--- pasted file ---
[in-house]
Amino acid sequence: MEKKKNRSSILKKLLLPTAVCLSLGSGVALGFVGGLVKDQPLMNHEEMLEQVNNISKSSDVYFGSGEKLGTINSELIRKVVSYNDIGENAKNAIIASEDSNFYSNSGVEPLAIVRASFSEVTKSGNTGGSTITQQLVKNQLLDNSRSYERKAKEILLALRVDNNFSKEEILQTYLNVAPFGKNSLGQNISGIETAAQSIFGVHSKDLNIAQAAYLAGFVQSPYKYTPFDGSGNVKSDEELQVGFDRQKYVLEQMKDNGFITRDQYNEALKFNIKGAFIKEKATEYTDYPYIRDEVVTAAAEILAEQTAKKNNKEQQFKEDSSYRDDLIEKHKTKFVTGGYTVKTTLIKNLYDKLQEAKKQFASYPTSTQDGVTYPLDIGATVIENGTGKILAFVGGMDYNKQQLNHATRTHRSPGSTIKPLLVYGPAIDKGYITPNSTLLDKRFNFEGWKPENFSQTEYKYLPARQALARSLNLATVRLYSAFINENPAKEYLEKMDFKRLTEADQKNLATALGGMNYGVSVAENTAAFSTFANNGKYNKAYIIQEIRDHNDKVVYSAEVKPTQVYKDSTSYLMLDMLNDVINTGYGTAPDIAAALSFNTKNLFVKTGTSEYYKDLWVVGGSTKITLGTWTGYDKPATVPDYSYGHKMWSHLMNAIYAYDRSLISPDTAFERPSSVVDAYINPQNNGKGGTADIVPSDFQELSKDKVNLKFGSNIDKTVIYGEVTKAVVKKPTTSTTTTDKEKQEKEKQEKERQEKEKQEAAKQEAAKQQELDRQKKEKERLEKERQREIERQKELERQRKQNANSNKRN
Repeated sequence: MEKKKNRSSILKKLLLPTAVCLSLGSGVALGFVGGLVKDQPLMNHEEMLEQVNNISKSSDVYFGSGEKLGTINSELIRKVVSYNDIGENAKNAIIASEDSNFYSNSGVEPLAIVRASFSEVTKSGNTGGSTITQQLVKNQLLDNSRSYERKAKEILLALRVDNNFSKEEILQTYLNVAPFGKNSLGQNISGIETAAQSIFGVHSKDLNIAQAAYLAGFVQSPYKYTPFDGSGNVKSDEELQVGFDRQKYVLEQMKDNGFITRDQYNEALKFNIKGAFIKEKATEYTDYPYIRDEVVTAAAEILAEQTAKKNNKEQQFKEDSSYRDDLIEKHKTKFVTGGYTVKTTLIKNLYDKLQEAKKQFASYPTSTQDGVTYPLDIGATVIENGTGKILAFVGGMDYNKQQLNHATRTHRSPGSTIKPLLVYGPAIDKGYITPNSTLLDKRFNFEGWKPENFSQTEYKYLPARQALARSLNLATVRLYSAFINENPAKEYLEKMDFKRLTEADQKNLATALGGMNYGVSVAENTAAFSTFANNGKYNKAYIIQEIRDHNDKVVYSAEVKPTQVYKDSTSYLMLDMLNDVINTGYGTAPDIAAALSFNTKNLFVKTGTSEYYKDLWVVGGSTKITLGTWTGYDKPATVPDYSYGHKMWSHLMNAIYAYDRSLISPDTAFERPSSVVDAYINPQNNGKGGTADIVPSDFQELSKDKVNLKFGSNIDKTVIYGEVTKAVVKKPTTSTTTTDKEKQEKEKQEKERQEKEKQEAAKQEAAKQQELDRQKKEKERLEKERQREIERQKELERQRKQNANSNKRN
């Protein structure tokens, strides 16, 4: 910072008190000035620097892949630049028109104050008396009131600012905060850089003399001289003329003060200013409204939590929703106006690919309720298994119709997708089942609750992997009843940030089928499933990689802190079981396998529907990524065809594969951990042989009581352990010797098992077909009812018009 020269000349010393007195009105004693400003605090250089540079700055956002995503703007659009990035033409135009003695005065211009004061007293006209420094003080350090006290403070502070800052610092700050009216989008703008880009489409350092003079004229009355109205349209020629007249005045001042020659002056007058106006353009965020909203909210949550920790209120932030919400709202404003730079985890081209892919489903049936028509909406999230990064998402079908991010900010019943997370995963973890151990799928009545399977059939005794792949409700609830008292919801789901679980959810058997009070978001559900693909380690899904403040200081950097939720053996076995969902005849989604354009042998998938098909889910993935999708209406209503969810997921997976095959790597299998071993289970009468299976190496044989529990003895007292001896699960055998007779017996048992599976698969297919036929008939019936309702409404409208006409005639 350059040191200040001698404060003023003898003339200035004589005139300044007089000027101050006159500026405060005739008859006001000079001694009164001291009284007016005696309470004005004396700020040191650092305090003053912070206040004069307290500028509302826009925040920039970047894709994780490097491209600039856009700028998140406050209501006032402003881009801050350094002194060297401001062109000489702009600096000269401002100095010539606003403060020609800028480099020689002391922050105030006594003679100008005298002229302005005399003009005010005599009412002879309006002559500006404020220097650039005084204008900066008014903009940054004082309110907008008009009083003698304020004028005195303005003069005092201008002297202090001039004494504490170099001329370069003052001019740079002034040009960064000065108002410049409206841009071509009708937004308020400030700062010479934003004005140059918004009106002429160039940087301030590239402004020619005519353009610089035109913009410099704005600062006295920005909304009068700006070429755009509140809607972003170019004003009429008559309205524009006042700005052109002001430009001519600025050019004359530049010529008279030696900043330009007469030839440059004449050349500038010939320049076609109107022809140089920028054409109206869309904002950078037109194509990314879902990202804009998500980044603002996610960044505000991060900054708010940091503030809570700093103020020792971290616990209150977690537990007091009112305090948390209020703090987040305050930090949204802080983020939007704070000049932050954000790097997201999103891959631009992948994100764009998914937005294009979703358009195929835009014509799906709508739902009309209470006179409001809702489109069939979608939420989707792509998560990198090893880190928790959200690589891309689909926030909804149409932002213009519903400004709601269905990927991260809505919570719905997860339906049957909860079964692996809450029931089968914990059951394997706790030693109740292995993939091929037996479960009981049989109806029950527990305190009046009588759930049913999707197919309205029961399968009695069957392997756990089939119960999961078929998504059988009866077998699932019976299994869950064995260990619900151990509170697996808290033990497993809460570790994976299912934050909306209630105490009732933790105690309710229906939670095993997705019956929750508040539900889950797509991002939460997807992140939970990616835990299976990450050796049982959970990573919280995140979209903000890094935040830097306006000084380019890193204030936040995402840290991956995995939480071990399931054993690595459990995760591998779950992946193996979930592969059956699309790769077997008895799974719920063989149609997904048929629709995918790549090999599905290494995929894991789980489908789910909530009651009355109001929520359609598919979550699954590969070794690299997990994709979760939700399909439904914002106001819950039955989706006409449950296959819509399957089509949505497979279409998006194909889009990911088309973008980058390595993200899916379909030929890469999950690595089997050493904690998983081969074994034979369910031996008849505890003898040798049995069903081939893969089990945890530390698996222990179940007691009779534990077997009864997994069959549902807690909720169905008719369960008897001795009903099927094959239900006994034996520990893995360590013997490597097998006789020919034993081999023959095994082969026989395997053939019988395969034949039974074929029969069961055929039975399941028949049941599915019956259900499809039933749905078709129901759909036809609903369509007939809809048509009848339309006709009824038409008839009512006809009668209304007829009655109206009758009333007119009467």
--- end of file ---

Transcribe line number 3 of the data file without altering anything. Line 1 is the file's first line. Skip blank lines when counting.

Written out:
Repeated sequence: MEKKKNRSSILKKLLLPTAVCLSLGSGVALGFVGGLVKDQPLMNHEEMLEQVNNISKSSDVYFGSGEKLGTINSELIRKVVSYNDIGENAKNAIIASEDSNFYSNSGVEPLAIVRASFSEVTKSGNTGGSTITQQLVKNQLLDNSRSYERKAKEILLALRVDNNFSKEEILQTYLNVAPFGKNSLGQNISGIETAAQSIFGVHSKDLNIAQAAYLAGFVQSPYKYTPFDGSGNVKSDEELQVGFDRQKYVLEQMKDNGFITRDQYNEALKFNIKGAFIKEKATEYTDYPYIRDEVVTAAAEILAEQTAKKNNKEQQFKEDSSYRDDLIEKHKTKFVTGGYTVKTTLIKNLYDKLQEAKKQFASYPTSTQDGVTYPLDIGATVIENGTGKILAFVGGMDYNKQQLNHATRTHRSPGSTIKPLLVYGPAIDKGYITPNSTLLDKRFNFEGWKPENFSQTEYKYLPARQALARSLNLATVRLYSAFINENPAKEYLEKMDFKRLTEADQKNLATALGGMNYGVSVAENTAAFSTFANNGKYNKAYIIQEIRDHNDKVVYSAEVKPTQVYKDSTSYLMLDMLNDVINTGYGTAPDIAAALSFNTKNLFVKTGTSEYYKDLWVVGGSTKITLGTWTGYDKPATVPDYSYGHKMWSHLMNAIYAYDRSLISPDTAFERPSSVVDAYINPQNNGKGGTADIVPSDFQELSKDKVNLKFGSNIDKTVIYGEVTKAVVKKPTTSTTTTDKEKQEKEKQEKERQEKEKQEAAKQEAAKQQELDRQKKEKERLEKERQREIERQKELERQRKQNANSNKRN